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About bbking67

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  • Birthday 06/04/1967

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    Osgoode, ON, Canada
  • Interests
    Atari Stuff, Fender Guitars and Amps
  • Currently Playing
    Lords of Conquest
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  1. Well if your 800xl is unmodified i would say that the 130XE is a nice addition. Specifically the video output is better quality and the extra memory/freddie chip are nice to have. Rev C BASIC is also nice to have. If your 800XL has a video mod, Rev C BASIC ROM and some kind of memory upgrade, you have 99% of what you need. Freddie would be the only missing piece, but seems very inessential generally.
  2. You should start with DOS 2.5. I'm a big SpartaDOS guy, but Sparta is not for everything... if you need true double density there are lots of great choices as well... MyDOS, SmartDOS, etc. Avoid DOS XL and DOS 3.0 as they don't offer broad enough compatibility to be useful.
  3. I'm pretty sure that The Chip was developed by Mike Gustafson before he teamed up with Tom Harker and ICD, hence the name SpartaDOS.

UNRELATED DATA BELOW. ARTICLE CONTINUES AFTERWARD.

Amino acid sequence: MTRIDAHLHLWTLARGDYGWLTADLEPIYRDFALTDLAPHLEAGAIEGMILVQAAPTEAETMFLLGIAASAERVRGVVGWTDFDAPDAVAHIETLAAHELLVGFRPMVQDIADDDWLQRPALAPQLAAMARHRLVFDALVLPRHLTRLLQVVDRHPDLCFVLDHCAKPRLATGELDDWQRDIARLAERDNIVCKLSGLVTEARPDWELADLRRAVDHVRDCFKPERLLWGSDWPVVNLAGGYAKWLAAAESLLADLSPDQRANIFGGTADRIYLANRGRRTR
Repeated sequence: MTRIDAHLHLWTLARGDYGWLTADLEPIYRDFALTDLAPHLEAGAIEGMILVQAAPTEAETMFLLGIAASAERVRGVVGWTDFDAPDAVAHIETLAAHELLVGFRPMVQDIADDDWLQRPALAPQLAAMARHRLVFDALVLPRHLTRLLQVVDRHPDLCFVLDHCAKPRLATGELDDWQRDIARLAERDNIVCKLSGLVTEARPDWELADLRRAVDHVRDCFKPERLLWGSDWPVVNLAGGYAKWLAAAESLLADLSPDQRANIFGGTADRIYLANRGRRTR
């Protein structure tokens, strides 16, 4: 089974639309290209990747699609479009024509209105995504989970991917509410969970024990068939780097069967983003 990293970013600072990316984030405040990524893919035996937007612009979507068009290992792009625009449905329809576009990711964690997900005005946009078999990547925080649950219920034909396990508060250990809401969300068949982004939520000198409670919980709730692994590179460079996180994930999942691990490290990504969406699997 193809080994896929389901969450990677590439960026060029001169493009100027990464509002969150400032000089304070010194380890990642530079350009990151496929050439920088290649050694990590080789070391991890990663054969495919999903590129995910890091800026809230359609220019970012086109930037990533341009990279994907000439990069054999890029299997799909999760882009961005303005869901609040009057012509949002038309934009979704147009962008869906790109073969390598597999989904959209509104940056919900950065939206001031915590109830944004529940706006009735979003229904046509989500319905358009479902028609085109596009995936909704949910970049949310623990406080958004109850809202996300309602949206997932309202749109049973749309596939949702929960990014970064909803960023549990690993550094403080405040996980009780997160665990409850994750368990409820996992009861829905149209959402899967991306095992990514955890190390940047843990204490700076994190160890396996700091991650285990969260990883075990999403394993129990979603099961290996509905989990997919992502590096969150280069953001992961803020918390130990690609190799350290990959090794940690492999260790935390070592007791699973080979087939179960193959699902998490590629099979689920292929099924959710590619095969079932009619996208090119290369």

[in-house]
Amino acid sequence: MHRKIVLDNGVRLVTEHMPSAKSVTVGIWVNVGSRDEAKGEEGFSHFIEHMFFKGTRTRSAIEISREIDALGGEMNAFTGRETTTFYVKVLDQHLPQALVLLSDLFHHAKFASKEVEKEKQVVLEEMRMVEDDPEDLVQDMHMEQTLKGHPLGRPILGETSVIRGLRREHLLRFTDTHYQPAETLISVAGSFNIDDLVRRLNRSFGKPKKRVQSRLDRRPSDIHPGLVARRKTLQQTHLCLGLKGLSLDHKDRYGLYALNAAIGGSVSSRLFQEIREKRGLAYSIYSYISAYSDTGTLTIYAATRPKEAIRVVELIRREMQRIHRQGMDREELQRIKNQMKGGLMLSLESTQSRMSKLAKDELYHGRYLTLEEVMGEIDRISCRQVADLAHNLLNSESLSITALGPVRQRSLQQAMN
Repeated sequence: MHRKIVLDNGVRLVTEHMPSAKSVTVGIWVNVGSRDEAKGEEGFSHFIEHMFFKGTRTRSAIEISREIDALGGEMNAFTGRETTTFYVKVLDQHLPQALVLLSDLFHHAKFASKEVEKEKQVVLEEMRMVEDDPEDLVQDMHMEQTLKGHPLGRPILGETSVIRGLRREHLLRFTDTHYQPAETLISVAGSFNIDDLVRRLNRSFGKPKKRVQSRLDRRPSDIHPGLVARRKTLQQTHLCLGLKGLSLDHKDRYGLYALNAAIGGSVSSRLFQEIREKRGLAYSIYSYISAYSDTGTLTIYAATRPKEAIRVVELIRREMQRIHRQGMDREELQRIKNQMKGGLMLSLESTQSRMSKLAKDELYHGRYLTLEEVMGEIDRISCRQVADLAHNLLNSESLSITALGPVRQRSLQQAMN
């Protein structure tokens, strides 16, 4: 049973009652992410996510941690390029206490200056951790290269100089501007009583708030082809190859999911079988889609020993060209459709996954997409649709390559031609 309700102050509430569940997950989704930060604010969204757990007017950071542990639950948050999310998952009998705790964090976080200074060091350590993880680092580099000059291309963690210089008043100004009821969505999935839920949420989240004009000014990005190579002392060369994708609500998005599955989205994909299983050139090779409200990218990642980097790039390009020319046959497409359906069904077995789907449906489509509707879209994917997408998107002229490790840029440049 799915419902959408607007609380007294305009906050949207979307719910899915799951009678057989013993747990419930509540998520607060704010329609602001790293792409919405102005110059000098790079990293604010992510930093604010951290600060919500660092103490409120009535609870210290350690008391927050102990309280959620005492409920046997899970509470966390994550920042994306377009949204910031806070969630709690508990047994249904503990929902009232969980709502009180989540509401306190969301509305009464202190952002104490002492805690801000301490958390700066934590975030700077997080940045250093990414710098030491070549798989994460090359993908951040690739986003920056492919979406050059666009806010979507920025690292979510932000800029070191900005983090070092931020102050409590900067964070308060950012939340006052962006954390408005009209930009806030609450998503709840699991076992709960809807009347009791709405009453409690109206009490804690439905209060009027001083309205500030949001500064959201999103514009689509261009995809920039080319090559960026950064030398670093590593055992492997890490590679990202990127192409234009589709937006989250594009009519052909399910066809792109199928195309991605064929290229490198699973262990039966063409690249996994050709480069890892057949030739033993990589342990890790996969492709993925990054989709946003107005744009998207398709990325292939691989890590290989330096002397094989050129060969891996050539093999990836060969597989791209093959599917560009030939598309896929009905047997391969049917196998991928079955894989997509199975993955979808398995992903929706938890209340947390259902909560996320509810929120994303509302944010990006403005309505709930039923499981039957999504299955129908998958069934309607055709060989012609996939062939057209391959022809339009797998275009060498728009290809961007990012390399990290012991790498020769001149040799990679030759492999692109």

4. I have no idea when this came out, but I just discovered the Pantheon Emulator tonight. This emulator includes no roms, but makes accessing and playing games very simple. Many of the systems are not yet supported, but Atari 8-bit is well represented with 1,884 games! Most of the games seem to be single-stage or single-disk. I do expect the emulation engine is open source such as Atari800. Nice interface and great for beginners! I love the large game thumbnails. It also pulls in other game data like manuals which is nice. Pantheon also supports the 5200 in addition to other systems. Pantheon Download
  5. This is 100% fake. Just burned eproms on a cart board. I hate the fact that B&C misrepresents these on ebay... I'm surprised ebay does not take them down. It's a copy of super pac-man that has been out there for eons (leaked in the early to mid-80's). You'd think they could come up with a better label than that if they really want to fake people out. But hey its a great game.
  6. There are plenty of composite monitors that the XEP80 works with that are amber... not really much need for the TTL mod.
  7. well if the criteria includes two players you have to consider Ballblazer. Personal favorites for me include Wizard of Wor, HardBall!, Lords of Conquest and Joust. There is a fantastic Rip Off Clone published in Analog Magazine called Bacterion.
  8. bbking67


  9. Ive purchased an r3 and screen that are supposed to be compatible... are there detailed instructions on hooking up the SIO cable? I saw a reference to having a diode and I cant seem to find a proper tutorial with schematic.
  10. Well $250 for a hard drive is 1985 would have been a steal. Im sure I paid way more in 1987 when I bought my MIO.
  11. My school used a Corvus with a multiplexer (for Apple II) in 1982. I think that's a more realistic use case. Not many Atari users were going to have one of these systems.